If you have ever attempted to draw the human figure, you have certainly noticed that drawing feet can be quite challenging. There are so many details! But, as with everything else in drawing, it helps to know what to look for in terms of shapes, and also how to place them in the right position on the paper. Practicing drawing hands and feet often will help you get over the apprehension of drawing them. Let’s first narrow our focus on how to draw the foot, with a some helpful tips to get you started!
Here are a few tips to help you draw feet accurately.
Anatomy of the foot via Wikimedia
1. Know the anatomy of the foot.
There are three main parts on the foot: tarsus, metatarsus and phalanges.
Tarsus: This includes the heel and back of the foot
Metatarsus: It is the middle part of the foot, made of five bones next to each other. As you can see on the picture above, the bone on the big toe side is the biggest. This group of bones also includes the ball of the foot, which is the little fat deposit under the foot situated where the toes are joining. The front part of the foot (toes and ball) is wider than the back part (the heel). The front view of the foot is a bit more difficult to draw because there is so much foreshortening.
Phalanges: They form the toes, all toes have three phalanges except the big toe that has only two.
Codex Vallardi drawing by Leonardo da Vinci via Wikimedia
*Notice that the tibia is situated higher than the fibula.
2. Be familiar with the relative proportion of the foot.
We might not intuitively guess this, but did you know that the foot is about the same size as the height and width of the head or the inside of the forearm? Be sure to draw the foot using these proportions.
Drawing of the foot after Charles Bargue via Sandrine Pelissier
3. Simplifying the shape.
The foot from the side can be roughly simplified as a wedge with two curved blocks: one for the toes and one for the heel. Once you get a simple outline of the foot shape, you can add the masses, details, and shading.
Also, remember that the heel extends beyond the back of the leg. And, the tibia and the fibula are the two bones that you can see at the ankle: The tibia is on the inside and the fibula on the outside. If you look at the foot from a front view, the tibia is situated higher than the fibula.
Study of Two Feet by Albrecht Dürer via Wikimedia
4. Shape perfect arches.
The sole of a foot is not entirely in contact with the ground, as any footprint will show you. On the big toe side, a large portion of inside side of the foot is not touching the ground (this is the medial arch) while the outside side is almost completely touching the ground (this is the lateral arch). The round shape on top of the foot also forms an arch called the transverse arch. Shaping these carefully when drawing the foot will help you create a more realistic rendering.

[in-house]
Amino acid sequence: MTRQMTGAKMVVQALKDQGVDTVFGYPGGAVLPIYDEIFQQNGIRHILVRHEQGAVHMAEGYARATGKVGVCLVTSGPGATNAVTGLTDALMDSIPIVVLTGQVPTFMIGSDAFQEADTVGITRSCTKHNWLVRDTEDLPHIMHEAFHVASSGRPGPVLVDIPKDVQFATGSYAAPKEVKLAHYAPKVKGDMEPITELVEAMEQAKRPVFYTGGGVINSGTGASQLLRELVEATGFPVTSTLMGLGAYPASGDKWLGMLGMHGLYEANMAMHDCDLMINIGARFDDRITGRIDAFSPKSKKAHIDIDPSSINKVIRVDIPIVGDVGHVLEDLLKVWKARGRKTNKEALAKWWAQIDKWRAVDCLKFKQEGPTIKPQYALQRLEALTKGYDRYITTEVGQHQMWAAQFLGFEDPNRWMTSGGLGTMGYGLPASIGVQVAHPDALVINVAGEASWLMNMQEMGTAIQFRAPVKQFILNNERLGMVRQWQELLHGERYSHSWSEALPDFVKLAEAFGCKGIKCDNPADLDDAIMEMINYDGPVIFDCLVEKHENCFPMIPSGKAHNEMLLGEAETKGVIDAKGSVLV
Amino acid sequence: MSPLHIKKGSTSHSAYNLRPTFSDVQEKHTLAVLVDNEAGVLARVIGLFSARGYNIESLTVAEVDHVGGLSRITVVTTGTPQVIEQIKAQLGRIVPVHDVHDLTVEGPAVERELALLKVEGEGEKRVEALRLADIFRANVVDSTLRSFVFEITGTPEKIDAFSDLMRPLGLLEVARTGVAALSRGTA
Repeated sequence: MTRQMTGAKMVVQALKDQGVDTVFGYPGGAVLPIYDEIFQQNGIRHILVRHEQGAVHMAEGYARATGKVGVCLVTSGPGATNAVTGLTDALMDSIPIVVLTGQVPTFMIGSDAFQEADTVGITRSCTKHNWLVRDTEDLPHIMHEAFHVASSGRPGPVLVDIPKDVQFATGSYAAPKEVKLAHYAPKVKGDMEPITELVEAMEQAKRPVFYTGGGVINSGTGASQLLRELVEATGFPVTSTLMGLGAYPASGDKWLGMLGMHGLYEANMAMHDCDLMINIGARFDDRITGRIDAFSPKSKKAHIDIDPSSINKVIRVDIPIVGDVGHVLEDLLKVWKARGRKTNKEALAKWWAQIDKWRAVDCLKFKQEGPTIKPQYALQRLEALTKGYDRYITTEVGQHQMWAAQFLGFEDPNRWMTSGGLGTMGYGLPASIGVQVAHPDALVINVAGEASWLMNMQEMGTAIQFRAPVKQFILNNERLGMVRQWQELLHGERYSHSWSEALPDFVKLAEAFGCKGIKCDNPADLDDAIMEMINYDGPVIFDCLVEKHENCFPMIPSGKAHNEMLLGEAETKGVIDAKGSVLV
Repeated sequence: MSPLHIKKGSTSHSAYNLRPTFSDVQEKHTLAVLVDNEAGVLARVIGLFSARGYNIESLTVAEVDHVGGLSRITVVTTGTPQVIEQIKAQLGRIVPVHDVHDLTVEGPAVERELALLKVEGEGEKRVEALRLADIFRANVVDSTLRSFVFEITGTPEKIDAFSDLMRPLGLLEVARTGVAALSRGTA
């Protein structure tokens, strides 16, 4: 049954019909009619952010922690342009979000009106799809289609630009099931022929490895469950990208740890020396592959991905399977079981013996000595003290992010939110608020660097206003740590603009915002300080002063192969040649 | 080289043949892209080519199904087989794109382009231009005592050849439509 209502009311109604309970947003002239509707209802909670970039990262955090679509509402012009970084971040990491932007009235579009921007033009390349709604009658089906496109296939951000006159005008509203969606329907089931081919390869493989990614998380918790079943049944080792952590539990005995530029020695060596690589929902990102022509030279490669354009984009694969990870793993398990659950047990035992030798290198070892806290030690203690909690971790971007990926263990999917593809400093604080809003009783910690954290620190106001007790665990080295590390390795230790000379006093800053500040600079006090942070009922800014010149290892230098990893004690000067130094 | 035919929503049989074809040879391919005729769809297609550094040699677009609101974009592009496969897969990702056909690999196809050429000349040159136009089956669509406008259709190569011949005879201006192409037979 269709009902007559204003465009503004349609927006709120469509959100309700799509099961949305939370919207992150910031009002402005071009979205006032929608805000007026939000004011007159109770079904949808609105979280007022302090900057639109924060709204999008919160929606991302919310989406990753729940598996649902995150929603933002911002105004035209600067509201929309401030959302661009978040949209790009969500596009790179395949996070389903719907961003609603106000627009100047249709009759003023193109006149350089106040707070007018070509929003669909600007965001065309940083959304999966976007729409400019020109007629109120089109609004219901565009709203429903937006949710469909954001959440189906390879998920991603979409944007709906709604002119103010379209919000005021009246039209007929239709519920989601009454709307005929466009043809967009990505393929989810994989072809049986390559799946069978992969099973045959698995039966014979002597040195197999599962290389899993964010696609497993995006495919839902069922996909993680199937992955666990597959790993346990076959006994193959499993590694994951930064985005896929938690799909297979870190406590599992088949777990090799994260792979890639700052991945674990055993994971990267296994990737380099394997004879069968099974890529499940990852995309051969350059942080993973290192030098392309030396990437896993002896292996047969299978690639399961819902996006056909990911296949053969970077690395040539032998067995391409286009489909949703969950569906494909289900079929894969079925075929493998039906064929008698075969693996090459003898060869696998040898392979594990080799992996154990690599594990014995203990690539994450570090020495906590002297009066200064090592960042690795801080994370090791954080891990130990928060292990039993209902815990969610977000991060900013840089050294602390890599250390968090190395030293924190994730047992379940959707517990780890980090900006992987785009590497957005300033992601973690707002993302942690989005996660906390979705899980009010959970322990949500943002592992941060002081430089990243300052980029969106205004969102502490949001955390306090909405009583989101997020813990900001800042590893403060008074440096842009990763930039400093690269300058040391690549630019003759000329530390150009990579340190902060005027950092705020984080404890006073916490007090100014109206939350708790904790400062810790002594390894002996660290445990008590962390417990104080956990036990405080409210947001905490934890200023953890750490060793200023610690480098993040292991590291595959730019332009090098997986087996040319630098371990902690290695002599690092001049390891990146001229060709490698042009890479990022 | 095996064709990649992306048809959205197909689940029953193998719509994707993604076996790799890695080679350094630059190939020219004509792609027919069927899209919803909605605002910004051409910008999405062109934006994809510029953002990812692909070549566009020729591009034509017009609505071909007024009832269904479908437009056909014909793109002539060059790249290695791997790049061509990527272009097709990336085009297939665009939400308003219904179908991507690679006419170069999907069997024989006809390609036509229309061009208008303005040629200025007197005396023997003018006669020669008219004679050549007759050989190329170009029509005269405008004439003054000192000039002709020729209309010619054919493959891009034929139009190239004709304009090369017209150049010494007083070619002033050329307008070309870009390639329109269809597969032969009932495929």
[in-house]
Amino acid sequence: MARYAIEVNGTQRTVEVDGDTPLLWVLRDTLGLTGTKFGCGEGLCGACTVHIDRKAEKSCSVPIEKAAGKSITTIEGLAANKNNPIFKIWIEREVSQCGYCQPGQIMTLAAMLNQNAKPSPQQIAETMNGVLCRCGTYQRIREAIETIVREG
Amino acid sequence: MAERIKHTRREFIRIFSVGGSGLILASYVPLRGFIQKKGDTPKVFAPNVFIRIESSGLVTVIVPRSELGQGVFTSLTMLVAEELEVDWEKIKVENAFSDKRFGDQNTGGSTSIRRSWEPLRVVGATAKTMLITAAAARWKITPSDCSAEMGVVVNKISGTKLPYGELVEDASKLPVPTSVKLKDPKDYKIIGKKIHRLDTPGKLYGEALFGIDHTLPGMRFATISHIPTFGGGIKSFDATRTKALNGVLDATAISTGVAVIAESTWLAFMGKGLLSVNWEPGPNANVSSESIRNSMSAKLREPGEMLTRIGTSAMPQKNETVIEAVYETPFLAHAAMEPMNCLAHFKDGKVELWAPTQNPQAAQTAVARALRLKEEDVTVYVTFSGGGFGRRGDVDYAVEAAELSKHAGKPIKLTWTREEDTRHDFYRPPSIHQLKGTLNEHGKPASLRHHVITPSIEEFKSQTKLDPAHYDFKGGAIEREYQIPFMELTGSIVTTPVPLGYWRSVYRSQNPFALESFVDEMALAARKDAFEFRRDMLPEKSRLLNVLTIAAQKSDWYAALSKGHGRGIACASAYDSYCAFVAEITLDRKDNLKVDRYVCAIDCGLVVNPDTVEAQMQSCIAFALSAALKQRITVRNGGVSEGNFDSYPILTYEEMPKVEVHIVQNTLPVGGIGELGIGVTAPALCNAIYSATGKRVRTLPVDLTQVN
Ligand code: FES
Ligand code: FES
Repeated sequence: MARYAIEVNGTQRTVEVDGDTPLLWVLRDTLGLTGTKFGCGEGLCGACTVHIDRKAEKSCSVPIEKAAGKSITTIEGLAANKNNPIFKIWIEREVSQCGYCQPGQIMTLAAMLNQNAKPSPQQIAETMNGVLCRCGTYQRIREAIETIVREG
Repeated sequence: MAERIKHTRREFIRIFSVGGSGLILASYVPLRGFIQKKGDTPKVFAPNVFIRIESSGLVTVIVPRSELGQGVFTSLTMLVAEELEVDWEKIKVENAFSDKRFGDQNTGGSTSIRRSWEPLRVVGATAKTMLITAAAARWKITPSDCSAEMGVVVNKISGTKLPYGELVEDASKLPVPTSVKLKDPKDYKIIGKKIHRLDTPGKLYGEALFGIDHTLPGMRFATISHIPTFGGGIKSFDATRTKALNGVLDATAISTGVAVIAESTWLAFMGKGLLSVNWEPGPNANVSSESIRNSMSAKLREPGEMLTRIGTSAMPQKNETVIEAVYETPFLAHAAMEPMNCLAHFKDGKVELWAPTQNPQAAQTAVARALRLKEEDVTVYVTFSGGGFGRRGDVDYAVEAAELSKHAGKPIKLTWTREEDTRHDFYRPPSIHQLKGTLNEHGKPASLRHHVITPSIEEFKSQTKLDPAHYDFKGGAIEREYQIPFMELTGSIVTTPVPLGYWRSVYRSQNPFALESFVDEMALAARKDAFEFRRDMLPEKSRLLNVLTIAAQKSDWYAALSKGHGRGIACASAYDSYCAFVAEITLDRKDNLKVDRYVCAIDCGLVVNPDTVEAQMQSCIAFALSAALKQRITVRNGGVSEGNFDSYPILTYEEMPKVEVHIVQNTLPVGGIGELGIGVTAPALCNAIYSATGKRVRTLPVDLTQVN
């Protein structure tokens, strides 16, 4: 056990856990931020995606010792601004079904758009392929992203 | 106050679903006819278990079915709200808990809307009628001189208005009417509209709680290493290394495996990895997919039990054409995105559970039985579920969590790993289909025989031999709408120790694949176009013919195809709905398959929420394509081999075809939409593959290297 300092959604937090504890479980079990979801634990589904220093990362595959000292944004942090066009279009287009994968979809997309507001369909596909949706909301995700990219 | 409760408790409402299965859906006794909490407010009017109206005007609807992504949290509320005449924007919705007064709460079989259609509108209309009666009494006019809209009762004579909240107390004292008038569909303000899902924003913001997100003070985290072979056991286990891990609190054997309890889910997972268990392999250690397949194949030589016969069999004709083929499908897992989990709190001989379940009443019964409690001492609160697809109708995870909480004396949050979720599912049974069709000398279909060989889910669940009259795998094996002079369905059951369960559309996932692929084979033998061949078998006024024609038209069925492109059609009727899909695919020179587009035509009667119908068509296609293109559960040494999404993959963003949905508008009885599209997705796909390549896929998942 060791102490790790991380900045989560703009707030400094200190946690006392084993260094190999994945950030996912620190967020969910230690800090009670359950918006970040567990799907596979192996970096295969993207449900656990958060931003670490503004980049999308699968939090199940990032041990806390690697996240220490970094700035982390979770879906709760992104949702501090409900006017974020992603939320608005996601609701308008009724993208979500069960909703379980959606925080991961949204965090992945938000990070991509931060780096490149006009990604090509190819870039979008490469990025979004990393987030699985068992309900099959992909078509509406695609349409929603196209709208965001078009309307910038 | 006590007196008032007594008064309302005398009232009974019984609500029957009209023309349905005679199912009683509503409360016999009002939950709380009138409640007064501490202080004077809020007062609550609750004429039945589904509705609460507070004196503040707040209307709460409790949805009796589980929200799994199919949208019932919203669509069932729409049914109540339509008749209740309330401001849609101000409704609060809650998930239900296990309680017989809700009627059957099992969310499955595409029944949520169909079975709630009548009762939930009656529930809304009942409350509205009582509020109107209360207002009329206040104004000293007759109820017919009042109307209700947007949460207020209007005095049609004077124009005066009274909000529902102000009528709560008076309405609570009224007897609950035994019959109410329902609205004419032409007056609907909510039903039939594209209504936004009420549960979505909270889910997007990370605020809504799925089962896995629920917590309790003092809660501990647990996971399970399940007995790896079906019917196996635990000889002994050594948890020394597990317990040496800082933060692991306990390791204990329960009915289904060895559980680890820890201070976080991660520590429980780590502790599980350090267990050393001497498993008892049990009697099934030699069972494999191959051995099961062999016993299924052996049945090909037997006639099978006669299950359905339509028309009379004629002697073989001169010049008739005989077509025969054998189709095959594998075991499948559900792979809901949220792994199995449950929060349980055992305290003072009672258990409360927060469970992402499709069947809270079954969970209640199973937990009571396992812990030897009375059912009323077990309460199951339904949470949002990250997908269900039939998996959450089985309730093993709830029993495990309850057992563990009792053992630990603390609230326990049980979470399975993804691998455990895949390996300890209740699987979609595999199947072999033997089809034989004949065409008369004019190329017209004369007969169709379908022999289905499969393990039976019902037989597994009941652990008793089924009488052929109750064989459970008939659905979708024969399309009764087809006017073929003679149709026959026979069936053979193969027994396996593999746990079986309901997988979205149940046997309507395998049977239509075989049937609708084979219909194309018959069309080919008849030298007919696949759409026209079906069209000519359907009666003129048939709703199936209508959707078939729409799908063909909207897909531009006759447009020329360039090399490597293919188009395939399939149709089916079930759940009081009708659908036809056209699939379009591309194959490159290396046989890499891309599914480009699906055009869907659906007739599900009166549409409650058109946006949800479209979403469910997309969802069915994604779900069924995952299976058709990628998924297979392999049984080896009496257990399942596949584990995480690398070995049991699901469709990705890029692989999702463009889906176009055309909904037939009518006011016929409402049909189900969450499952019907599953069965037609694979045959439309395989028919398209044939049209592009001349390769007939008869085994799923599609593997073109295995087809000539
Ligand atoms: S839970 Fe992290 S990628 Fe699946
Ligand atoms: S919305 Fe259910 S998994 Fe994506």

Foot studies by Giuseppe Passeri via Wikimedia
Passeri (1654 – 1714) was an Italian painter during the Baroque period.
5. Shape those little piggies!
The toes are tricky to draw as there are so many intricacies. Paying attention to these details will help you draw them more accurately:
- The toes are not straight; they are bent towards the ground, except for the big toe. It can be more or less horizontal.
- The big toe, little toe and the one next to it also have a small bend inward.
- In most people, the second toe is the longest, although you can find all different foot shapes.
- There is some extra padding after the little toe on the side of each foot
- Toes seem to be longer where seen from the top of the foot compared to when seen from under the foot.
- There is a bigger space between the big toe and the second toe than between the rest of the toes.
- The toenails are wider rather than longer, and their length is about half the last phalange of the foot
- If the foot is viewed from outside, you can see almost all the toes
Hope this gives you a good basis to start drawing feet. Keep at it — practice makes perfect!
If you want to learn more tips on how to draw a realistic rendering of the human form, then you might also be interested in our online class Figure Anatomy for the Artist.